Clay County

one of the petroglyphs

19 Feb 2011.  We spent the Saturday in Clay County.  We went especially to see the Red Bird Petroglyph rock, known to locals for over 200 years.  “Petroglyphs” is just another word for rock engravings.  The story, mystery, and ensuing controversy intrigued me.  I wanted to see this rock for myself.  The symbols on this stone were scratched into it probably with a metal tool, like a knife.  No one really knows how old the markings are.  Some are probably older than others.  As you can see in the photo at left, some of the symbols have been traced with modern gray paint, presumably to help define the markings.

In 1989, this stone was listed on the National Register of Historic Places, being named the Red Bird River Shelter Petroglyphs.  It was removed from the National Register in December 2003, but remains a point of curiosity and interest to visitors.

An information board posted at the site states that the rock “contains eight Old World alphabets…extinct when Columbus arrived in the New World,” including “first century Greek and Hebrew, Old Libyan, Old Arabic, and Iberian-Punic, Ogam (ancient Celtic code), Germanic Runes, and Tiffinag-Numidian.”

There is some debate as to whether these symbols actually represent these ancient alphabets.  There are some who believe the symbols to be of Cherokee origin.  These folks believe the original Cherokee symbols were altered to produce ‘evidence’ that there were Europeans in Kentucky previous to the Cherokees.  This would mean that the Cherokee did not have possession of these lands from prehistory; therefore, the government wouldn’t have to pay retribution to the Cherokee for the lands that were taken from them.  One has to wonder, who was knowledgeable enough, 200+ years ago here in Kentucky, to perpetrate such a hoax.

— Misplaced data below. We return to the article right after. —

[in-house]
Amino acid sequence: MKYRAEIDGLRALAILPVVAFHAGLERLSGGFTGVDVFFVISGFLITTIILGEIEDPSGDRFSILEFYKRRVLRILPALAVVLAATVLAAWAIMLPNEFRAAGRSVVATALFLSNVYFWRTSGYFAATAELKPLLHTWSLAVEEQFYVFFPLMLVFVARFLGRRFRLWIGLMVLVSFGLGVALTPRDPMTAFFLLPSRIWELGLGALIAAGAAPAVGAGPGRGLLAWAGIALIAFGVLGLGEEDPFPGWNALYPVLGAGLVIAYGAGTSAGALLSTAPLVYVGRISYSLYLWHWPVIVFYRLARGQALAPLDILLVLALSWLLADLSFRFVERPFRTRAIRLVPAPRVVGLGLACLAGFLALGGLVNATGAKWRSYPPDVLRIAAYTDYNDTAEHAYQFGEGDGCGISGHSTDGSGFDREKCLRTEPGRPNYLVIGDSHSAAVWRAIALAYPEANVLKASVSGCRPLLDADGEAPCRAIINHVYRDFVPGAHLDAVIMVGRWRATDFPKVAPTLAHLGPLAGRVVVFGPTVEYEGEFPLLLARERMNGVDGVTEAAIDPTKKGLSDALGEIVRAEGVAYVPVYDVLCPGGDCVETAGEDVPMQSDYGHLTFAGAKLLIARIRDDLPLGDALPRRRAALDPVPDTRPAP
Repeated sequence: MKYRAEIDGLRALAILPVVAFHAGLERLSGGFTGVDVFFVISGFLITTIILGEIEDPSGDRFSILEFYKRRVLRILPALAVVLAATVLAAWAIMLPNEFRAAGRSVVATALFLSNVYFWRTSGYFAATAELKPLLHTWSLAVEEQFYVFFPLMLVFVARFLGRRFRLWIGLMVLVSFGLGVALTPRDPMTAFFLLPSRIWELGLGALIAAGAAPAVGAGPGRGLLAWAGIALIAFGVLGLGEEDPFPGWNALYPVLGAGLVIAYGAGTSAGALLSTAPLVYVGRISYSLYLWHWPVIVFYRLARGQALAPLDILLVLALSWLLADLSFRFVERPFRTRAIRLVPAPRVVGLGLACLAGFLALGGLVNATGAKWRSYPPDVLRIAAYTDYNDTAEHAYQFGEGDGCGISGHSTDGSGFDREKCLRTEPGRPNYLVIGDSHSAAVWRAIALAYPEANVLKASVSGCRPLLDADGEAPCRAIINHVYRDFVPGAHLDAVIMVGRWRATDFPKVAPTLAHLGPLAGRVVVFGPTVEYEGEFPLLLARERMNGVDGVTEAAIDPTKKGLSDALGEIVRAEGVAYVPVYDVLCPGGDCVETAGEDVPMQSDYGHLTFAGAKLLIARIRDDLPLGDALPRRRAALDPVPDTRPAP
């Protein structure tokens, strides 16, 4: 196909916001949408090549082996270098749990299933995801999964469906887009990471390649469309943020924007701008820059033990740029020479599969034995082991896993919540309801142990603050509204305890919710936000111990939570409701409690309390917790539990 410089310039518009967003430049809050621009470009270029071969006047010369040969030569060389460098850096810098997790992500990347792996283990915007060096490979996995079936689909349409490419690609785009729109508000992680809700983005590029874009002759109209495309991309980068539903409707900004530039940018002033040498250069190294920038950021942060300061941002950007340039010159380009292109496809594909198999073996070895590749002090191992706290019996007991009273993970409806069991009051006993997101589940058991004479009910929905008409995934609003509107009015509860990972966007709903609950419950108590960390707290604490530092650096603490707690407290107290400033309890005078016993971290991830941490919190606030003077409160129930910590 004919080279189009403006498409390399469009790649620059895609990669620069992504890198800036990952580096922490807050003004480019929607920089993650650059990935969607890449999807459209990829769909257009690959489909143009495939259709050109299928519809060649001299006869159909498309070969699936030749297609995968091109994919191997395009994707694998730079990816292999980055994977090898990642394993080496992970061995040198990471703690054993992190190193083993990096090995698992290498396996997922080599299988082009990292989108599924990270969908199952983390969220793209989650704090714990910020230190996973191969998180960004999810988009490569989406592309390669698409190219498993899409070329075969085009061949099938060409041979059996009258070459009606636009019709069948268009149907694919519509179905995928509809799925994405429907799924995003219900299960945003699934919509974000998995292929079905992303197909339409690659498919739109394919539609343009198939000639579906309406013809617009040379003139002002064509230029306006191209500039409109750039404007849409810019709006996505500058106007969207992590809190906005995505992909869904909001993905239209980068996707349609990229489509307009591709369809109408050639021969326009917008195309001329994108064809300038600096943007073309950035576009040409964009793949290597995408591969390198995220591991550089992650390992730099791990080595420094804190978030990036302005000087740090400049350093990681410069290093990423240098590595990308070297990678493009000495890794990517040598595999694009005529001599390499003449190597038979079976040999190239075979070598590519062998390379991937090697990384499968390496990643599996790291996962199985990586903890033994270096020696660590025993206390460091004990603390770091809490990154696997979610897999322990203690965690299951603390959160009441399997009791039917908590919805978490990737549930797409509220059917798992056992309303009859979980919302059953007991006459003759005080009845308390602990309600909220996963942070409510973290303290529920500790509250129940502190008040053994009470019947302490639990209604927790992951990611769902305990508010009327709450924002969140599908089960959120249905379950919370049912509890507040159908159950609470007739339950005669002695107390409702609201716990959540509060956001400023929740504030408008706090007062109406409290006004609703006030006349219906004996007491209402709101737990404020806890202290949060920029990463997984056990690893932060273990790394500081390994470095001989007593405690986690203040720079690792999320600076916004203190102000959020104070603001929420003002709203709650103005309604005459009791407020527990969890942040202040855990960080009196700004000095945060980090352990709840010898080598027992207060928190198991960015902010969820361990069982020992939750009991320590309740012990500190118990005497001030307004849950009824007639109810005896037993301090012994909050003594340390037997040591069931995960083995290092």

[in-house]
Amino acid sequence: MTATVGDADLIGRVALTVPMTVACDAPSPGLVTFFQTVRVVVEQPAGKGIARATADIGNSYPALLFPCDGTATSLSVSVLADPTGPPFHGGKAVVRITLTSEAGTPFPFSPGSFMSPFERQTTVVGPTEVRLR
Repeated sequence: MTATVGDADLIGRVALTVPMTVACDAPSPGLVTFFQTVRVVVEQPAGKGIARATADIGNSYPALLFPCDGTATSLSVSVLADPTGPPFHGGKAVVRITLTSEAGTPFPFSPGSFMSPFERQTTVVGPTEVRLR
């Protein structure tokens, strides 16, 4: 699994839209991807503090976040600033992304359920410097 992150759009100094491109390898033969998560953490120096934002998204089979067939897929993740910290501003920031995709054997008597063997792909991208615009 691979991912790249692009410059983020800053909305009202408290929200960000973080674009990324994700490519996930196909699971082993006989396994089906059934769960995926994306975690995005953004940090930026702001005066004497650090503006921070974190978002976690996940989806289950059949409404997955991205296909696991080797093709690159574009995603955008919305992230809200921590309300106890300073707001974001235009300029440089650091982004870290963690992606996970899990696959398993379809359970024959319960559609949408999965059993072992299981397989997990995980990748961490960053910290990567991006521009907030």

Anyone who knows me knows that I am a staunch supporter of the Native Americans; and I think we owe them more than we could ever repay by way of monetary retribution.  As badly as I hate to admit it, in looking at these symbols on the Red Bird Petroglyph, I see more of the ancient European style than of the Cherokee.  The Cherokee alphabet has more curves.  The ancient Europeans’ alphabet was mostly straight lines, such as you’ll find on this rock.  Lord knows I’m not an expert by any stretch of the imagination.  That’s just my opinion.  I hope that you readers will do your own research and decide for yourselves.

On a lighter note, our trip to Clay County also gleaned a nice experience at a beautiful, secluded, rustic campground called Big Double.  We were traveling North on KY66 near Marcum, when we saw a sign for Big Double Campground and picnic area.  We decided to take a chance on the picnic area because it had been a long time since breakfast.  We turned off KY66 and drove for what seemed like forever back into the wilderness. I kept praying that we didn’t meet another car, because the road didn’t seem wide enough for two, and there weren’t many wide spots to pull over.  After driving for a couple of miles and seeing nothing but forest, the view suddenly opened up to a beautiful cleared field complete with picnic tables, and a wooden walking bridge over Big Double Creek, which flows by the campground.  There are even fancy concrete outhouses!

Be aware, if you want to camp at Big Double, it is very rustic.  The only amenities are garbage cans and the outhouses.  The forestry service has also posted a sign about how to not attract bears.  No tellin’ what might come out of this remote forest at night.  During our visit, I spotted a bobcat track on the creek bank, plus many deer tracks.  Just for your information, there have also been Bigfoot sightings in this region.  I’m just sayin’…

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